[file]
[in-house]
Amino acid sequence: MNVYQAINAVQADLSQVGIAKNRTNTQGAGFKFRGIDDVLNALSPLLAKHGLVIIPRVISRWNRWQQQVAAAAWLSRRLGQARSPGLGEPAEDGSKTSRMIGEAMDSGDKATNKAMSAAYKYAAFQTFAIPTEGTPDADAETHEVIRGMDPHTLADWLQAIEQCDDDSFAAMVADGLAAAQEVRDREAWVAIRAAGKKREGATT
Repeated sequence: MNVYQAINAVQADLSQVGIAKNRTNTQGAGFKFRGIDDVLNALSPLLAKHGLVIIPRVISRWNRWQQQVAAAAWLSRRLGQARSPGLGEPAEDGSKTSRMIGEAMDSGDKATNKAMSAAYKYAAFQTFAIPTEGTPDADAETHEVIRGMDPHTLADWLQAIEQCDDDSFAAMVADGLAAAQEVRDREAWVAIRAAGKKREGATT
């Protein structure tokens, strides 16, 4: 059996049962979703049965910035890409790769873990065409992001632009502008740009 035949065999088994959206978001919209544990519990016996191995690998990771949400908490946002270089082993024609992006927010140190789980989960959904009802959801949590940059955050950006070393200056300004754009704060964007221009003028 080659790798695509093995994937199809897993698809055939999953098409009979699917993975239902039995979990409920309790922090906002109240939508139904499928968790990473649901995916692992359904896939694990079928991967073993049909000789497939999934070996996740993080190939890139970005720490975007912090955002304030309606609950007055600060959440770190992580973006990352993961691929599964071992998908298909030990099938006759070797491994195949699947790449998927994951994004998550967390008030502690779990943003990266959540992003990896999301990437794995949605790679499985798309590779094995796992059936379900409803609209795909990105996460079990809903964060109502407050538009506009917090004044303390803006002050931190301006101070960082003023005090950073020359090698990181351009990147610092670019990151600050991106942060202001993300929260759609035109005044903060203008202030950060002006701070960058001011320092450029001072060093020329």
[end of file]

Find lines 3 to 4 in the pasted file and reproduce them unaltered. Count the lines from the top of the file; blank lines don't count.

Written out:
Repeated sequence: MNVYQAINAVQADLSQVGIAKNRTNTQGAGFKFRGIDDVLNALSPLLAKHGLVIIPRVISRWNRWQQQVAAAAWLSRRLGQARSPGLGEPAEDGSKTSRMIGEAMDSGDKATNKAMSAAYKYAAFQTFAIPTEGTPDADAETHEVIRGMDPHTLADWLQAIEQCDDDSFAAMVADGLAAAQEVRDREAWVAIRAAGKKREGATT
């Protein structure tokens, strides 16, 4: 059996049962979703049965910035890409790769873990065409992001632009502008740009 035949065999088994959206978001919209544990519990016996191995690998990771949400908490946002270089082993024609992006927010140190789980989960959904009802959801949590940059955050950006070393200056300004754009704060964007221009003028 080659790798695509093995994937199809897993698809055939999953098409009979699917993975239902039995979990409920309790922090906002109240939508139904499928968790990473649901995916692992359904896939694990079928991967073993049909000789497939999934070996996740993080190939890139970005720490975007912090955002304030309606609950007055600060959440770190992580973006990352993961691929599964071992998908298909030990099938006759070797491994195949699947790449998927994951994004998550967390008030502690779990943003990266959540992003990896999301990437794995949605790679499985798309590779094995796992059936379900409803609209795909990105996460079990809903964060109502407050538009506009917090004044303390803006002050931190301006101070960082003023005090950073020359090698990181351009990147610092670019990151600050991106942060202001993300929260759609035109005044903060203008202030950060002006701070960058001011320092450029001072060093020329």